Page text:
Brain Pickings

Posts Tagged ‘history’

15 APRIL, 2011

5 (More) Children’s Books for Grown-Ups

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What escaping boredom has to do with altruism theory and the Egyptian revolution.

Last year, we featured five of our favorite children’s books with philosophy for grown-ups, which became one of our most-shared and -discussed pieces of all time. Today, based on reader suggestions, we’re back with five more.

THE ADVENTURES OF PINOCCHIO

Between 1881 and 1883, Italian author Carlo Lorenzini, who eventually became known as Carlo Collodi, wrote a short tale that went on to become a household name and one of the world’s greatest children’s classics. The Adventures of Pinocchio (Le Avventure Di Pinocchio) is the story of a woodcarver named Geppetto in a small Italian village and the wooden puppet he created, who dreams of becoming a real boy and whose nose magically grows every time he tells a lie to construct his own reality. Full of archetypal patterns, Pinocchio captures complex themes of conscience, heroism, peer pressure, patriotism and the search for identity in a beautifully simple narrative. We recommend this particular bilingual edition by Biblioteca Italiana, featuring the complete text in Italian and English, with the original black-and-white illustrations by Enrico Mazzanti.

Fancy the happiness of Pinocchio on finding himself free! Without saying yes or no, he fled from the city and set out on the road that was to take him back to the house of the lovely Fairy.”

Pinocchio is also about the tender underbelly of Italian culture and national character, brimming with sociocultural innuendo. As Giuseppe Prezzolini famously remarked in 1923, “Pinocchio is the testing ground for foreigners; whoever understands the beauty of Pinocchio, understands Italy.”

Thanks, Phil

MATILDA

Originally published in 1988 and illustrated by Quentin Blake, Roald Dahl‘s Matilda is often seen as a formative foundation for the millennial generation. With its story of an extraordinary child whose ordinary and disagreeable parents dismiss their daughter’s prodigious talent, its central theme echoes millennials’ self-perceived status as a misunderstood social actors with underappreciated talent. More importantly, however, the theme of violence and the abuse of authority — a recurring theme is Dahl’s novels — is a particularly timely one in the sociocultural context of today’s political unrest around the world, from the Middle Eastern revolutions to civic protests across Europe.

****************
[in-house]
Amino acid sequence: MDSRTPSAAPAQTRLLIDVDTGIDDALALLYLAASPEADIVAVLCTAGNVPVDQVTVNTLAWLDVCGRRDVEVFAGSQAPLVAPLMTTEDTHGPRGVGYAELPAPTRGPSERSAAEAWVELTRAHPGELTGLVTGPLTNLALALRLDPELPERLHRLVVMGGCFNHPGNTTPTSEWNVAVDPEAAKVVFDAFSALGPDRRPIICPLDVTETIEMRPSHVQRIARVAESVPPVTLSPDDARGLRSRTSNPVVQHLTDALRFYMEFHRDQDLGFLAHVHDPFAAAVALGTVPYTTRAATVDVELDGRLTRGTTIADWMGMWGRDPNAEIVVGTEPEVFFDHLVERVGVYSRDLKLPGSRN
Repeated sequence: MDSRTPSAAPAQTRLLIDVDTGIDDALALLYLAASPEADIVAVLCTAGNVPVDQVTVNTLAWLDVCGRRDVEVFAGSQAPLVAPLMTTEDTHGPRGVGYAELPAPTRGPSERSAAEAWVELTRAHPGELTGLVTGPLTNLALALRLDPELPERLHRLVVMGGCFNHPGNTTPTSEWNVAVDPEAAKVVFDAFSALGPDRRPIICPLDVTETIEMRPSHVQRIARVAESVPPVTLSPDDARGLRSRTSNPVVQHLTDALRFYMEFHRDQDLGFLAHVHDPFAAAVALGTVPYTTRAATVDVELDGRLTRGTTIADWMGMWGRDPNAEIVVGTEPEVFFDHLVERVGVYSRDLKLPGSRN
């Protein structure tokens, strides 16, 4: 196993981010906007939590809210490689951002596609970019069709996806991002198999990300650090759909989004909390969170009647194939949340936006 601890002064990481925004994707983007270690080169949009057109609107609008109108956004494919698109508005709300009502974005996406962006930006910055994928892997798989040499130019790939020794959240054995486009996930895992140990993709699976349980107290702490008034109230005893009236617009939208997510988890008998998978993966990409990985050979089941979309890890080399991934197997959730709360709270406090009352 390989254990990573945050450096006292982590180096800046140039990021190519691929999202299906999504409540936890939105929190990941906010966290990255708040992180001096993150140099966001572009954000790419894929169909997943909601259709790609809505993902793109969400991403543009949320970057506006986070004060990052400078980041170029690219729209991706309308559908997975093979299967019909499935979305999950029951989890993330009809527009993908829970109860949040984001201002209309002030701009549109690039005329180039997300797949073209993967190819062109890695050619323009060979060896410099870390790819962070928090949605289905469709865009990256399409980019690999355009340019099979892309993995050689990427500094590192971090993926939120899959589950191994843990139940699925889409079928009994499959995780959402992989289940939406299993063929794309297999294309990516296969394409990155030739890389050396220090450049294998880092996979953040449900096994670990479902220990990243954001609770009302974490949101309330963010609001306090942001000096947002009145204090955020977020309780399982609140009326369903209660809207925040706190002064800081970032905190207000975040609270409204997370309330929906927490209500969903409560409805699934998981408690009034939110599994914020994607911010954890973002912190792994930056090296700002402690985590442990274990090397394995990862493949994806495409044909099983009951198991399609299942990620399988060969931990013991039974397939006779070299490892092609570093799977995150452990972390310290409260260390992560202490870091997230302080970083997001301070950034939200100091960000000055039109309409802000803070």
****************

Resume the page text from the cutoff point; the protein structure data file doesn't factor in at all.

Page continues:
“I’m right and you’re wrong, I’m big and you’re small, and there’s nothing you can do about it.”

Thanks, Toby

THE GIVING TREE

Beautifully written and illustrated by Shel Silverstein in 1964, The Giving Tree is one of the most beloved yet controversial children’s books of all time. The duality of its interpretations — one seeing it as the poetic story of unconditional love between a boy and his tree, and the other as the darkly faithless portrait of a selfish boy who keeps on taking from a tree that keeps on giving — illustrates some of the longest-running debates of moral philosophy: Is there such a thing as true altruism, and are human beings innately kind and selfless or innately unscrupulous and selfish? (We choose to side — and live — with the former.)

But I have nothing left to give you. My apples are gone.’ ‘My teeth are too weak for apples,’ said the boy. ‘My branches are gone,’ said the tree. ‘You cannot swing on them.’ ‘I am too old to swing on branches,’ said the boy. ‘My trunk is gone,’ said the tree. ‘You cannot climb.’ ‘I am too tired to climb,’ said the boy. ‘I am sorry,’ sighed the tree. ‘I wish that I could give you something, but I have nothing left. I am just an old stump.’ ‘I don’t need very much now,’ said the boy. ‘just a quiet place to sit and rest. I am very tired.’ ‘Well,’ said the tree, straightening herself up as much as she could, ‘well, an old stump is good for sitting and resting. Come, Boy, sit down. Sit down and rest.’ And the boy did. And the tree was happy.”

The book is also available in an original Hebrew edition, also with Silverstein’s lovely original illustration.

Thanks, Alyssa

AN AWESOME BOOK OF THANKS!

LA-based artist and writer Dallas Clayton‘s An Awesome Book of Thanks!, a follow-up to his 2008 gem An Awesome Book!, was one of our best children’s books of 2010. It’s also timeless in both its message and the visual whimsy of its execution. A lovely homage to the art of gratitude, it’s written in a style that would make a Dr. Seuss lover swoon and illustrated with the kind of colorful whimsy that tickles your eternal inner kid awake. In a culture brimming with cynicism and entitlement, this is an absolutely delightful reminder to savor the amazing world we live in and, above all, the blessing of each other’s presence.

and thanks for the trees
and thanks for the trains
and for the breeze and for the rain
and thank you thank you ocean deep
and desert dry
and mountain steep
and balls to kick and kites to fly
and places to go when you want to cry